Celluloid, hakelite, brass 



9. J.D. and W?, Chester, England; 
1899-1900 
Silver, enamel 



10. Probably Eastern Europe; late 19th 
century 
Silver filigree 



J.B., London, England; 1891-92 
Silver 







piece of sandpaper that served 
as a striking surface. They sold 
for the rather stiff price of one 
shilling twopence , the shilling 
for the matches, twopence for 
"the tin case. "The date of the 
first sale of these matches is 
known — April 7, 1827. Walker 
apparently failed to make 
much money from his great 
invention. The same product 
was marketed much more suc- 
cessfully after 1829 by Samuel 
Jones under the catchy name 
"lucifer, " which has survived 
in Britain right up to the pres- 
ent. His shop, appropriately 
called "The Light House," was 
located in the Strand, Lon- 
don. As is usual in the history 
of inventions, one led to 
another rather quickly. In 183 1 



a phosphorus match was in- 
vented in France by Charles 
Sauria, and in 1836 J. D. Phil- 
lips was selling a similar match 
in the United States. Wax 
matches, called "vestas, "were 
first produced around 1840, tak- 
ing their name from the 
Roman goddess in whose 
shrines perpetual fire burned. 
In 1855 the safety match was 
invented by J.D. Lundstrom 
of Sweden. The "strike any- 
where" type of match was 
patented in 1888 by Frederick 
W. Farnham. 



Early matches, although an 
enormous improvement in fire 
making, were still somewhat 
perilous to carry; they ignited 
when they were accidently 
knocked or heated. They had 
to be kept in a secure con- 
tainer which became known 
as a "matchsafe." Matchsafes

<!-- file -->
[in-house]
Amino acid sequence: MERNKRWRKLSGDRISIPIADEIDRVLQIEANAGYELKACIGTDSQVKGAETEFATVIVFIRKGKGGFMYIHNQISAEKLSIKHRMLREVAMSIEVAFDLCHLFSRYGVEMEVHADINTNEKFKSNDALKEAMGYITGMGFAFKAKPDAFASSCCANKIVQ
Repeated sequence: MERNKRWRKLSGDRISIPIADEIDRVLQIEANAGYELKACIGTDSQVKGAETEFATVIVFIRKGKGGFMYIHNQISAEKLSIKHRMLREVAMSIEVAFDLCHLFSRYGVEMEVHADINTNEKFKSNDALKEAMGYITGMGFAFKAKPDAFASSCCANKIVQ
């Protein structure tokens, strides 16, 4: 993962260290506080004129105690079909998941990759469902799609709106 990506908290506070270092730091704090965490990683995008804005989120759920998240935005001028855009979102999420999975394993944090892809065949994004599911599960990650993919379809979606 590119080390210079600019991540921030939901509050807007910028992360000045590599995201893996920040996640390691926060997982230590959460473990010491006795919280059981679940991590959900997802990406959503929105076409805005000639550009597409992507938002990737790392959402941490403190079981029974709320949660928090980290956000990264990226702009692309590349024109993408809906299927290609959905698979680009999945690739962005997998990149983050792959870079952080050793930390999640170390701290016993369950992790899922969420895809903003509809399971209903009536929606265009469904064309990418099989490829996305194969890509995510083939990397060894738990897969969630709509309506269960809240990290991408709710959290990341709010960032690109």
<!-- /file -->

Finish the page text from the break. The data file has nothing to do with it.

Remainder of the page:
were made to carry on one's 
person, usually in a pocket or 
on a watch chain, or to sit on a 
table. The history of these 
containers, which were pro- 
duced in enormous numbers 
over a 7j-year period, illus- 
trates many phases of the de- 
sign and decoration of a prac- 
tical object in the second half 
of the 19th century and the 
first quarter of the 20th. The 
Brener Collection, considered 



the largest ever assembled, 
contains well over 4,000 dif- 
ferent matchsafes, mostly of 
the pocket type, and makes 
possible an intriguing study 
into the decorative design of 
the last century. 




12. England; late 19th century 
Wood mosaic on wood 
"Tunbridge Wells ware" 



Probably France; late 19th century 14. S.M., London, England; 1881 

Silver-gilt, enamel Silver 

Made for Bowler and Jones, 
71 Piccadilly 



15. W.N., Birmingham, England; 
1891-92 

Silver 

16. S.M. 6k Co., Chester, England; 

Silver 

Inscribed "Strike boldly, then your 

light will shine clear" 



# € 



._ j 



• • 



• 






17 T.J., London, England; 1881-8J 
Silver, enamel 

tS. G.W. <Sl Sons, Birmingham, England; 

Silver, enamel 



19. Unmarked, probably England; late 
19th century 
Celluloid, brass 

!o. Gorham Corp., United States; tUtn- |«g Q -^. 
Silver, enamel 



. H.T.B., Birmingham, England; 
1K91-9! 
Silver, cupper 

. H.B.S., London. England; 19)°-*' 
Silver, enamel 
















It appears that few, if any, 
matchsafes were made until 
about 1850 — and even then 
manufacture developed rather 
slowly — but by the 1870s 
numerous patents began to be 
taken out for new forms. The 
book match, now ubiquitous, 
was invented in 1892 by John 
Pusey, but was not quickly ac- 
cepted into the hearts and 
pockets of smokers. Until 
the invention of the pocket 
gasoline lighter around 1918, 
pocket matchsafes, both 
utilitarian and decorative, 
were immensely popular 
objects. 



Certain features are common 
to matchsafes. The match 
must be struck against a rough 
surface, so one of the sides, an 
interior surface , or the base of 
the container is serrated and 
referred to as "the striker." 
The lids of matchsafes Usually 
have an interior spring and 
open with a smart — and 
attractive — snap. A strong 
spring was necessary to keep 
the safe from falling open in 
the pocket. The interiors of 
silver boxes are treated in 
some way, often with gilding, 
to prevent the chemicals on 
match tips from corroding the 
silver. In its simplest form, the 
matchsafe is a rectangular 
box, between one and a half 
and three inches long, with a 



hinged lid. But the form is 
rarely simple. Victorian and